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Toronto Women’s Bookstore is Closing for Good

After 39 years, the feminist bookseller is shutting its doors.

The Toronto Women's Bookstore. Image from Google Streetview.

Earlier this afternoon, Toronto Women’s Bookstore owner Victoria Moreno announced on the shop’s website that the nearly 40-year-old South Annex institution would be shuttering for good on November 30. While the announcement may not have come as a surprise to those who still frequented the red brick building on Harbord often enough to observe its dwindling crowds, it was nevertheless a blow.

The feminist, anti-oppression bookshop and community hub first showed signs of financial hardship in late 2009. At the end of that year, the then-nonprofit bookstore’s board voted to keep the desperately cash-strapped shop open, at the same time pleading with the outside community for help. The store needed $40,000 to stay open for another three months; it didn’t get that money, but it persisted.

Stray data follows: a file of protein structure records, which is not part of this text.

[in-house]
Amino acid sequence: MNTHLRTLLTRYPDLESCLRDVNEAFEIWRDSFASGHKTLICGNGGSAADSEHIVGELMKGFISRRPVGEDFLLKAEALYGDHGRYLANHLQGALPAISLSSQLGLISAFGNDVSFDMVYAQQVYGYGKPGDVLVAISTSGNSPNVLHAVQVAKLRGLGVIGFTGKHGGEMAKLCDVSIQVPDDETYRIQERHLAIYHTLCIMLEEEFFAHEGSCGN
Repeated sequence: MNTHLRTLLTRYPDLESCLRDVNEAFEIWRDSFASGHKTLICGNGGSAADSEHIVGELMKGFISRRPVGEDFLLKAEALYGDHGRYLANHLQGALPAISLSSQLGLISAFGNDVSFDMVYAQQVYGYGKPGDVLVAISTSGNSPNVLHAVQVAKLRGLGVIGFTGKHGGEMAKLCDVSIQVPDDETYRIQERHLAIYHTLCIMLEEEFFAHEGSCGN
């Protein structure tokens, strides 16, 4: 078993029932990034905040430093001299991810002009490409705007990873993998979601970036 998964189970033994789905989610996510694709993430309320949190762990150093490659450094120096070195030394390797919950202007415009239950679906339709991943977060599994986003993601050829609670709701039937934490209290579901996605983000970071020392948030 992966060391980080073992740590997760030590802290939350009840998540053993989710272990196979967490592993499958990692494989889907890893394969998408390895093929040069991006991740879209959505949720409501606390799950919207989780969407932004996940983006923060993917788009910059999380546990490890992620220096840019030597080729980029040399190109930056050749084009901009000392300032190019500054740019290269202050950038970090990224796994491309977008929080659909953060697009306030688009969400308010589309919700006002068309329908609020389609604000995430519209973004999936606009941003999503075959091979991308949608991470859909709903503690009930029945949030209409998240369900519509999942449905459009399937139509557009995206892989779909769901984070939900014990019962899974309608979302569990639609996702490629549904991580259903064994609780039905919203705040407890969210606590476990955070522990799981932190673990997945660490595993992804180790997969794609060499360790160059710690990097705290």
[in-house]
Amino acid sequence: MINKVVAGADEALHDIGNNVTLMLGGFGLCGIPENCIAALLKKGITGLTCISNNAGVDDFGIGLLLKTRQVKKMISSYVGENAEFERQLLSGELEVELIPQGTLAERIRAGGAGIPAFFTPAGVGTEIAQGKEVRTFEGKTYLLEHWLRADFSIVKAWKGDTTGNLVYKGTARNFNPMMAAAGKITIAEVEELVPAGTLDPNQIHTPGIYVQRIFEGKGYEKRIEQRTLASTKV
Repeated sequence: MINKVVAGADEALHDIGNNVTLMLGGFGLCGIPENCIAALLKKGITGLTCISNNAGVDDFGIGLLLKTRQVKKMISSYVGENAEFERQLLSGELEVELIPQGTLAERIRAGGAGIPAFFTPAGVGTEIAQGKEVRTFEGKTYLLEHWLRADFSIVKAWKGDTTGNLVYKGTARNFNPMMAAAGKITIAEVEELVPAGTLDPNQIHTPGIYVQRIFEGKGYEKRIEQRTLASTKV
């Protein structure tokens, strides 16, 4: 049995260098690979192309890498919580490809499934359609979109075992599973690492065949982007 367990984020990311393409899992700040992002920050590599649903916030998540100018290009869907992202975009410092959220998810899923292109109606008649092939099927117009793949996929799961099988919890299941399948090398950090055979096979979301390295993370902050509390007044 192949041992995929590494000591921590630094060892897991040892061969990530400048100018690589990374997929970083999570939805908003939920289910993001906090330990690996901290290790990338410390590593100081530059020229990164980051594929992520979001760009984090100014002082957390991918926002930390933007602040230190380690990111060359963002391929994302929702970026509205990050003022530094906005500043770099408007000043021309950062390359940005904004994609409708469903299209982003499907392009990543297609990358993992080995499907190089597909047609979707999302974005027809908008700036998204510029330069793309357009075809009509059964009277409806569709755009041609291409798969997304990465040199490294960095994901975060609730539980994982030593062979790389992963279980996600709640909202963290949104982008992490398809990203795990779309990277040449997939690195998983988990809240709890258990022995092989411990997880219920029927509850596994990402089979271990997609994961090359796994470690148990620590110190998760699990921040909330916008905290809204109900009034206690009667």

Less than a year later, the bookstore closed and—truimphantly—reopened three months later under Moreno’s ownership and with a new for-profit business model, to the relief of its devotees. But Moreno’s adjustments, which included the addition of an in-store cafe, were ultimately unable to pull the struggling business out of its quagmire.

Moreno writes, in her announcement on the store’s website: